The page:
Nowadays security goes into overdrive around every big international soccer event. So far so good, but we had several close calls even before Paris and Hanover. The biggest one that didn't happen was in France too. A fortnight before the country hosted the World Cup in 1998, European police rolled up a terrorist plot against the tournament, arresting about 100 people in seven countries. Terrorism was then considered something of a distant threat, and the episode was soon forgotten. However, it is detailed in the curiously-ignored book "Terror on the Pitch" by Adam Robinson (the pen name of a journalist based in the Middle East). Quoting letters detailing the plot sent by members of the Algerian Armed Islamic Group (AIG), Robinson says they meant to strike at the England-Tunisia game on June 15, 1998.

The terrorists, according to the book, planned to infiltrate the Marseille stadium, attacking the English players and the spectators in the stands. Their colleagues were then to burst into the U.S. team's hotel and harm the players. Others were supposed to crash a plane into the nuclear power station near the French town of Poitiers, causing meltdown. It would have been a European Sept. 11. The plot was backed by Osama bin Laden, head of Al Qaeda.

Another bin Laden biographer, Yossef Bodansky, says one reason that Al Qaeda bombed the American embassies in Kenya and Tanzania in August 1998, killing 224 people, was "the failure of the primary operation, an attack on the soccer World Cup."

Algeria's GIA tried again for Euro 2000 according to Robinson's book. France's secret services discovered that the Algerian Adel Mechat -- in jail for his role in plotting against the '98 World Cup -- was phoning Dutch numbers from his prison cell, planning an attack on the European championship in the Netherlands and Belgium.

Then, just before Euro 2004 kicked off in Portugal, three violent Dutch Islamists were arrested there. They were suspected of planning to attack the Portuguese prime minister Jose Manuel Barroso and other dignitaries. Portugal deported the planners. Hardly anybody noticed.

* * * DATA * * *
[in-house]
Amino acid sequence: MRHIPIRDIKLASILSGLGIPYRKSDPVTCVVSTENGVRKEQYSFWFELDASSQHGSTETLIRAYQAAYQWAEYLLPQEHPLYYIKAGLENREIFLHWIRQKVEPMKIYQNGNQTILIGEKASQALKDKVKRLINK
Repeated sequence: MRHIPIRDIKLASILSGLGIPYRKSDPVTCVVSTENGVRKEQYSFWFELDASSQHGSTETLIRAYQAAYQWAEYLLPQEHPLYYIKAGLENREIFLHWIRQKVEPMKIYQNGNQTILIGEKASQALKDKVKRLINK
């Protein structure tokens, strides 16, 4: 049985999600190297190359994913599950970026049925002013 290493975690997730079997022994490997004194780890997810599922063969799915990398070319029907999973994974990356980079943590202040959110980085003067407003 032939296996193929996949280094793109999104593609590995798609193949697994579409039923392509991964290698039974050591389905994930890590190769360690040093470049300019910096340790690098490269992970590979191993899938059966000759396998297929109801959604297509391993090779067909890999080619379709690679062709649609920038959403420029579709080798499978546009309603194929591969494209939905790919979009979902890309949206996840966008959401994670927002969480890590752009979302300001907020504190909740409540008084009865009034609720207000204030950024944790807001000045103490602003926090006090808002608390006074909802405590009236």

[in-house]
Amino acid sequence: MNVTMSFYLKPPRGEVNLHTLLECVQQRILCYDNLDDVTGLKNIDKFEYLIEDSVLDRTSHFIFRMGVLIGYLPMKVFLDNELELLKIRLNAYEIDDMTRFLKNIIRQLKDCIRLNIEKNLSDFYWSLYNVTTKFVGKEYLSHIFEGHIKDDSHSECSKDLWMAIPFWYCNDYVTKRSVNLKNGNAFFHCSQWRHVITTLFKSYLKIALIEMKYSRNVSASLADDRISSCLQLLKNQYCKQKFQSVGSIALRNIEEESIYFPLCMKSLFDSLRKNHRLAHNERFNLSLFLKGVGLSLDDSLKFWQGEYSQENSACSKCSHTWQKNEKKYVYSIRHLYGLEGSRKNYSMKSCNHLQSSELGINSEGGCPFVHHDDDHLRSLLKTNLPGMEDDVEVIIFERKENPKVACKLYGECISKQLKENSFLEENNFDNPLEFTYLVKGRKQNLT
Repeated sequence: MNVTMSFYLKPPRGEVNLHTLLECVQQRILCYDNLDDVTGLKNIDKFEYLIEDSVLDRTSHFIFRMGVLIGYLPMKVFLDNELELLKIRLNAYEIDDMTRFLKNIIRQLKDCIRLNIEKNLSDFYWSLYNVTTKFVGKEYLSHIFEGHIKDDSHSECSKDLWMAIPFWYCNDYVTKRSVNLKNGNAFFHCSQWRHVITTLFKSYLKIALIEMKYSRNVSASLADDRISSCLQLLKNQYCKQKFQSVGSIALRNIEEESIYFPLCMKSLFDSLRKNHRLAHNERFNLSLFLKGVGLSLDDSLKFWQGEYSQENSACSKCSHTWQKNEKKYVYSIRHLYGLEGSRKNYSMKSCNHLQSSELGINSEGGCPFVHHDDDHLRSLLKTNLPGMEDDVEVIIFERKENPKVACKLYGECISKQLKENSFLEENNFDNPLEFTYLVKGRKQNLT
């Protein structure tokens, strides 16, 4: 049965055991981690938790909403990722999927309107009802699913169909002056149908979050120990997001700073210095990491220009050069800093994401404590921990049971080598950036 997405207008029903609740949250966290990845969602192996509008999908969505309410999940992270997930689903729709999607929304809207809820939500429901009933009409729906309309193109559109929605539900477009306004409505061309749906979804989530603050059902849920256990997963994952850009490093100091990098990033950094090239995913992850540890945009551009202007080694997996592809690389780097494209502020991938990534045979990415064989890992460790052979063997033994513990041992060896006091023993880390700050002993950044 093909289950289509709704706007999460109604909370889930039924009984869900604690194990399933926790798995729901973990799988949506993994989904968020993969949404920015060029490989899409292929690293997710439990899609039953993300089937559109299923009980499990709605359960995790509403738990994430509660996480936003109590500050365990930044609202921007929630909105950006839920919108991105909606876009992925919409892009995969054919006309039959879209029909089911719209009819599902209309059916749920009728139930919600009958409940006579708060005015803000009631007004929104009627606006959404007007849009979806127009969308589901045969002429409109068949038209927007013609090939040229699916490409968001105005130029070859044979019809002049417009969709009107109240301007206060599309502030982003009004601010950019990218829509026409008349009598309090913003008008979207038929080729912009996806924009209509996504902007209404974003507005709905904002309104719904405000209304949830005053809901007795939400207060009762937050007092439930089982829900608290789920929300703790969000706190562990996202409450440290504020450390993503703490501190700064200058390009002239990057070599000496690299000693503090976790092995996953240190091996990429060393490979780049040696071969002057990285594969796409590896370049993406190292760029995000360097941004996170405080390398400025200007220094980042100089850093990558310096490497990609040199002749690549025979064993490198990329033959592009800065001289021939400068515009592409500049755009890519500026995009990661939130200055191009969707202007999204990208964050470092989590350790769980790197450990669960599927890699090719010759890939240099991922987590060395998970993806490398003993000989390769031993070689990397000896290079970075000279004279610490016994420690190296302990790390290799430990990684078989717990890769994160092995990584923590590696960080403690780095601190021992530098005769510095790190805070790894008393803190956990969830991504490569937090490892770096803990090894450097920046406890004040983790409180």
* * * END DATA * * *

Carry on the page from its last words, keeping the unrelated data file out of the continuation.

At the Stade de France last Friday night, we were saved by security officials. Fifteen minutes into the game, a man with a ticket tried to get into the stadium. A security official searched him, and noticed the man was wearing a suicide vest. At that point the man ran away and then detonated the vest. His two colleagues also blew themselves up near the Stade de France, apparently killing "only" one other person. 

What ISIS had intended as the dramatic opening of Friday night's coordinated attacks -- mass carnage in the stadium, probably followed by a fatal mass stampede for the exits live on prime-time TV -- never happened. Yet it would be wrong to say that the stadium attacks failed. The explosion drew many police from Paris to the stadium 5 kilometers out of town. That made things easier for the shooters in central Paris.

Terrorism is made for TV, but the attack on the Stade de France wasn't simply a PR move. ISIS loathes multiculturalism. Given that, some suggest they are against European soccer. After all, it is a bastion of multiculturalism where Muslim and non-Muslim players are teammates and countless Muslims are fans, explains Andres Martinez, a former editor at the Los Angeles Times and The New York Times, on Zocalo Public Square, a Los Angeles-based "ideas exchange" affiliated with Arizona State University's Cronkite School of Journalism. ISIS has said it doesn't want any so-called "gray zones" in which Muslims and non-Muslims mix happily, and European soccer is precisely such a gray zone for players and fans alike. 

Until 9:20 p.m. Paris time last Friday evening, France was looking forward to Euro 2016. Now many French people, especially government officials, are dreading it. The stadiums will feel like armed camps. Getting to your seat will be a nightmare. Some of us will be sitting in the stadium wondering if anything is about to happen. 

Simon Kuper is a contributor to ESPN FC and co-author, with Stefan Szymanski, of Soccernomics.